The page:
Join Date: April 15, 2011
These notes are from a Mr. Sgan who was in the gallery at the hearing today.
***** I DID NOT WRITE THIS JUST REPOSTING****
Here are my notes on Judge Kay’s oral order today.
Plaintiff’s motion for preliminary injunction is denied. Plaintiff did not satisfy the four factor analysis to determine whether a preliminary injunction should issue. Plaintiff is unlikely to prevail on the merits. Plaintiff’s asserted harm is speculative. The balance of equities favors Defendants, not Plaintiff. Granting the preliminary injunction is not in the public interest.
City & County’s motion to dismiss is granted in part and denied in part. The Court dismisses HPD and Chief Kealoha in his personal capacity. Chief Kealoha is party only with respect to injunctive relief, if any.
The State’s motion for judgment on the pleadings is denied. The complaint is lengthy and not sufficiently precise. However, the court finds sufficient clarity under Ninth Circuit precedent that Plaintiff set out the various claims of the complaint.
Count 13 of the Complaint is dismissed. Injunctive relief is a prayer for relief, not an independent count or cause of action.
The City & County of Honolulu is not subject to 5th Amendment. The Fifth Amendment applies to the federal government, not a municipality.
Judge Kay’s written order will explain his reasoning.
6 minutes ago · Like
Here are my two cent comments from the peanut gallery.
1. At the outset of the hearing, Judge Kay asked whether the parties wanted to submit evidence in support or opposition to the preliminary injunction motion. None of the parties sought to admit further evidence in support of their position. Since Plaintiff has the burden of proof in a preliminary injunction motion, this may have been an important opportunity missed.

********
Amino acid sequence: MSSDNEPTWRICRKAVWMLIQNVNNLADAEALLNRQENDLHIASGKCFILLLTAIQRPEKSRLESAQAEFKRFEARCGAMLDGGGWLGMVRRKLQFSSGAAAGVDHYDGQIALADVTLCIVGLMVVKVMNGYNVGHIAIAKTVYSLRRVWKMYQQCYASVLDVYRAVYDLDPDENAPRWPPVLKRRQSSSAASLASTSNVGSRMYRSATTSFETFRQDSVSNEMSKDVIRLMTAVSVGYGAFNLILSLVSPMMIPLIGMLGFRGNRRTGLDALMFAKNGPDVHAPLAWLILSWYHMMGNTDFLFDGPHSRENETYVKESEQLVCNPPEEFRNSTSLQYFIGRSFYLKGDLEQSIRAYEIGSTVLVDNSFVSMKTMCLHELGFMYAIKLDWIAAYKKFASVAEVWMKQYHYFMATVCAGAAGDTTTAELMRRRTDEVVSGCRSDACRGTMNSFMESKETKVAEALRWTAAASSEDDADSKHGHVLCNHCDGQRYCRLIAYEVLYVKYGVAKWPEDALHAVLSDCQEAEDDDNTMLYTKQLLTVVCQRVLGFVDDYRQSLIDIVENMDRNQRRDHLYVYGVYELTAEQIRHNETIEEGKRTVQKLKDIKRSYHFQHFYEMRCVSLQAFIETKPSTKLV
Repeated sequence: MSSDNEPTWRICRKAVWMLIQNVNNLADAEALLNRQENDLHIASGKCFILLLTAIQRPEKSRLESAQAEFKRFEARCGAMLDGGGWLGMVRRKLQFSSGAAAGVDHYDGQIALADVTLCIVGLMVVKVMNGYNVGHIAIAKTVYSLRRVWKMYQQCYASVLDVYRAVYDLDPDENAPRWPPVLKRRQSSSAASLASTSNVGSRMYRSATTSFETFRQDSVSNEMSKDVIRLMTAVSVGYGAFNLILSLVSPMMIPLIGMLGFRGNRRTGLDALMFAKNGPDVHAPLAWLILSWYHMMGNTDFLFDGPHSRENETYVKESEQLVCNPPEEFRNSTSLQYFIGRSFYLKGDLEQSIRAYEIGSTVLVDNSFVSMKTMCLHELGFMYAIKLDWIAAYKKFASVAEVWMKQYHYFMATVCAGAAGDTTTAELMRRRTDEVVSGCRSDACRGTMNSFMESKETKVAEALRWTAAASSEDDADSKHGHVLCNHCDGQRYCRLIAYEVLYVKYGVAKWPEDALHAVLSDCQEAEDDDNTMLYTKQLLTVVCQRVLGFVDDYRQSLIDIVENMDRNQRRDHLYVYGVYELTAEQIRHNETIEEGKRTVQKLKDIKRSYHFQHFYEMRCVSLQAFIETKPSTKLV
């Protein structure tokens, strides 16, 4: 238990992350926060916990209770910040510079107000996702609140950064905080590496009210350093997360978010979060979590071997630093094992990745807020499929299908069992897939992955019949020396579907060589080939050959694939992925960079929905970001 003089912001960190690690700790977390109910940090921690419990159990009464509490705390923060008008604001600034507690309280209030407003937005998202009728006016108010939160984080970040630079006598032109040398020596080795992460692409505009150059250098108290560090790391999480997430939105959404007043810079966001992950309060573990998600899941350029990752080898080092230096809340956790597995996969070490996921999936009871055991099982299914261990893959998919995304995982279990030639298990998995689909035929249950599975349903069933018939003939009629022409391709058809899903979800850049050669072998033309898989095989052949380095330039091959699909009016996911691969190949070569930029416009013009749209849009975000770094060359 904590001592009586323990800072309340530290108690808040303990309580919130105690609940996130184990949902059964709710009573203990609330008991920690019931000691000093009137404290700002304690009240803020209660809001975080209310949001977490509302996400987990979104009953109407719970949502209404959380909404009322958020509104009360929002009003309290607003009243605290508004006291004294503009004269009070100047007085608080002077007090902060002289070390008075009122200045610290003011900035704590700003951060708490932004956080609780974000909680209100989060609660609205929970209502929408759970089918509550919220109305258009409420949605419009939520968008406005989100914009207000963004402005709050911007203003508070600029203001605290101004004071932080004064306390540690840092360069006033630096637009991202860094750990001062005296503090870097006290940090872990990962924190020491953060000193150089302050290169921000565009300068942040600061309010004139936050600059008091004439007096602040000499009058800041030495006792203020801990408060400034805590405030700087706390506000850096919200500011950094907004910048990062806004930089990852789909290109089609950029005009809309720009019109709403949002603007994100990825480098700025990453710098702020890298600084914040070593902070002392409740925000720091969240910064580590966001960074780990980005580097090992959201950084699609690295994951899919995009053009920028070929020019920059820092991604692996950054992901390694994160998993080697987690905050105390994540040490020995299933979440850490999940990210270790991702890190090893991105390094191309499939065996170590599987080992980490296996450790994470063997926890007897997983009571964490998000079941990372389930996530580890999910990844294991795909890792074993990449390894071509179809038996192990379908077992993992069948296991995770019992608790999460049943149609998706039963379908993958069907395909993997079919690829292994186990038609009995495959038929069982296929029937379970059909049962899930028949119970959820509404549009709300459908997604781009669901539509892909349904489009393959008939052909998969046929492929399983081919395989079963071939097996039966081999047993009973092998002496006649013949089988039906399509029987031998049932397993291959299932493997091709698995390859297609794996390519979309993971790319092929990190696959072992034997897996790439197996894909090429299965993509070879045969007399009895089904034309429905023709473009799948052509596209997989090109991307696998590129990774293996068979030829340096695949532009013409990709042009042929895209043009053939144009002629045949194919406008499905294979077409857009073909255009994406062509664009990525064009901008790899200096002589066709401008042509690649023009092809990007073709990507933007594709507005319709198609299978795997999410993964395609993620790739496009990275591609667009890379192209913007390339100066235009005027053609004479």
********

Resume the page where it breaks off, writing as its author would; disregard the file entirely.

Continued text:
2. Judge Kay rejected Plaintiff’s reading of the HRS §§ 134-24, and 134-25, Place to Keep statutes, as a prohibition on in-home possession of loaded firearms, and therefore, a violation of the Supreme Court’s Heller and McDonald decisions. Judge Kay was highly critical, if not incredulous, towards Plaintiff’s statutory construction and interpretation.
3. The Court was critical of the “lumping together” of all the named defendants in the averments of the complaint. Judge Kay wants specific attribution of parties, facts, and theories of liability. He expressed his agreement with the C&C’s attorney that the complaint is excessively long. He also agreed that HPD is not “sui juris” as an entity, but is really just a department or organ of municipal government.
4. Now the good stuff with respect to the 2nd Amendment. Judge Kay is concerned about other courts staying their decisions until the 9th Circuit sitting en banc decides the Nordyke case. He asked each counsel what their position on staying this case pending a decision in the Nordyke case. The answers he got from counsel ranged from “the facts and issues in Nordyke are too different to this case” to “that case may be useful to provide an applicable standard of scrutiny to the right to keep and bear arms outside the home.” He then added that the “real issue in Nordyke” is the standard of review applicable in the Ninth Circuit. He mentioned Judge O’Scannlain’s “substantial burden” standard on Second Amendment rights, echoing the abortion standard, and perhaps foreshadowing the forthcoming en banc opinion.
5. As expected, the State and City’s position is that the Heller and McDonald decisions limited the right to keep and bear arms in the home and no more. Judge Kay doesn’t accept this position at face value. He is rightly concerned about the non-exhaustive list of either permissible or restricted sensitive areas discussed as obiter dictum in the Heller and McDonald decisions. Judge Kay criticized these Supreme Court opinions for their lack of clarity.